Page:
The tested argument against brutality of prisoner is that the dangerousness of prisoners presents a threat to the prison official and to supress such danger, some force is needed.

‘Dangerousness’ as a cover for police and prison atrocities is not unusual, a judicial enquiry[6] by Mr. Justice Ismail in a Tamil Nadu prison indicates:

“The black hole of Calcutta is not a historical past but a present reality. The Report finds the detenus were deliberately lodged in the ninth block which was previously occupied by leprosy prisoners.

On the night of February 2, “there were brutal, merciless and savage beatings of the detenus in the ninth block”, earlier in the afternoon, the Chief Head Warder went to the block and noted down the names of the detenus and the cells in which they were locked up. The exercise was undertaken.

The Judge finds that “the beating of the detenus that took place on the night of February 2, 1976 was a premeditated, pre-planned and deliberate one and not undertaken on the spur of the moment either because of any provocation offered by the detenus to go into the cells as contended by the jail officials”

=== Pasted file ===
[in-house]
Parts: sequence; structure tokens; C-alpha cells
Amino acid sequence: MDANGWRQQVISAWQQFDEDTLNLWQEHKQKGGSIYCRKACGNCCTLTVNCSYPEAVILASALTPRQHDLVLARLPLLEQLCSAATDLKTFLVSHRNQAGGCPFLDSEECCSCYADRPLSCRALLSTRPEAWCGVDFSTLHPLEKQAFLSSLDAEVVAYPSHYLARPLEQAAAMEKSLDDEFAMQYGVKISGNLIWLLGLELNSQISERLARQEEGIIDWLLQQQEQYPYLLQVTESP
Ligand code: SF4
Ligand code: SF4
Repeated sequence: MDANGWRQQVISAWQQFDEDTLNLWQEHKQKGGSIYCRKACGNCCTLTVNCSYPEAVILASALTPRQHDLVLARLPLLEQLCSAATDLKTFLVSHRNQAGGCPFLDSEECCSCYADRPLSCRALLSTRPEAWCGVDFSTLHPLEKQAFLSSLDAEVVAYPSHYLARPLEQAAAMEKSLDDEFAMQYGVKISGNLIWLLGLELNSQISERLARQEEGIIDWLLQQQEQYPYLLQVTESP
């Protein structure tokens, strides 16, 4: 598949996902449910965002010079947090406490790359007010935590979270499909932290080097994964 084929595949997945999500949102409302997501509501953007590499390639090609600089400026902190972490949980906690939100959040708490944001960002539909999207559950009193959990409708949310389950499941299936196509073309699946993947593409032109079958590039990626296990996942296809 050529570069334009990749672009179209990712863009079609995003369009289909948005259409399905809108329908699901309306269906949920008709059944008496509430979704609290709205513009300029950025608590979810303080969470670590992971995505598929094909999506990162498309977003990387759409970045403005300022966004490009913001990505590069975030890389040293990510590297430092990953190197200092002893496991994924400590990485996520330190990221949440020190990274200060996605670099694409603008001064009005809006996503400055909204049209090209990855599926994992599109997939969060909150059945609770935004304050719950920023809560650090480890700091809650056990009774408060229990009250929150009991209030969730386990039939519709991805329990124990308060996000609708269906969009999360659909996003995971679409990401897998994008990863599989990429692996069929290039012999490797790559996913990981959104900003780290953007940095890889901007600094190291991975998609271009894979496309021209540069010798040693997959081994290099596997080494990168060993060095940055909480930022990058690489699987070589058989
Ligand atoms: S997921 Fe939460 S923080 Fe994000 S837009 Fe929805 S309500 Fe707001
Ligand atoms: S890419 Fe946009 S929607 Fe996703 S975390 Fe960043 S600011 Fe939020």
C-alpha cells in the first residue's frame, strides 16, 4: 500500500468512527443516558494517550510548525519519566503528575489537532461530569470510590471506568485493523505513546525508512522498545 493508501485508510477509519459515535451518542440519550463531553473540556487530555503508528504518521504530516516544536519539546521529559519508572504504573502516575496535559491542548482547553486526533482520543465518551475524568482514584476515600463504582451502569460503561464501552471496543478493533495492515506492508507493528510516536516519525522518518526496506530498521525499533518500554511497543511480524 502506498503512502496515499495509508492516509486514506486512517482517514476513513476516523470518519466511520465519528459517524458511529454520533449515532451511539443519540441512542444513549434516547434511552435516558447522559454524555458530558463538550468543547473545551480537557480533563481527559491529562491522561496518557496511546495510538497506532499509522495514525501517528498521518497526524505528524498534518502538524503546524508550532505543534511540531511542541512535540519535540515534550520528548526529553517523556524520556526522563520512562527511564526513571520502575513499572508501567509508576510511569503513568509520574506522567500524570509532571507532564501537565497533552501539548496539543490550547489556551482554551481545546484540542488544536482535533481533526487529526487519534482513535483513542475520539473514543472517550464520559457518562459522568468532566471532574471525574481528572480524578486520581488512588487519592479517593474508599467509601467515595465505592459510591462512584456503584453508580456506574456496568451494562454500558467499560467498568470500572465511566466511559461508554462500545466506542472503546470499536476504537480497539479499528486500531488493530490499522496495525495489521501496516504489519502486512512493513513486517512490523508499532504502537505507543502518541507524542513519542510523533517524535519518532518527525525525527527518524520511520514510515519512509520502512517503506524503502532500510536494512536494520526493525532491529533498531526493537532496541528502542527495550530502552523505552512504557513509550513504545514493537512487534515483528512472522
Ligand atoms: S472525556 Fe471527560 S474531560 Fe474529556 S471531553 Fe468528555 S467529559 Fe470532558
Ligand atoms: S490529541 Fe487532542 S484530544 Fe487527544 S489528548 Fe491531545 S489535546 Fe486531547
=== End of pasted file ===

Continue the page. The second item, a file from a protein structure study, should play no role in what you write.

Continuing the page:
Justice Iyer condemned such practice and said-

“We cannot, without check permit human freedom to be gouged by jail guards under guise of ‘encounters’ and ‘escape attempts” …. If wars are too important to be left to the generals, surely prisoners’ rights are too precious to be left to the jailors. We must add a caveat. Where prison torture is the credible charge and human person the potential casualty, the benefit of scepticism justly belongs to the individual’s physical-mental immunity, not to the – hyper-sensitivity about safe custody.”


[1] Sunil Batra Etc. vs Delhi Administration, 1978 AIR 1675, 1979 SCR (1) 392

[2] 62 Vs. (21 Gratt) 790, 796 (1871)

[3] 257 Fed. Suppl. 674 Jordan I…. Fitzharris (N. D. Cal. 1966)

[4] 417 US 817 41 Ed. 2d 495

[5] 41 L. Ed. 2d. 935. 10-526SCI/78

[6] Mentioned and quoted in Sunil Batra (II) Judgement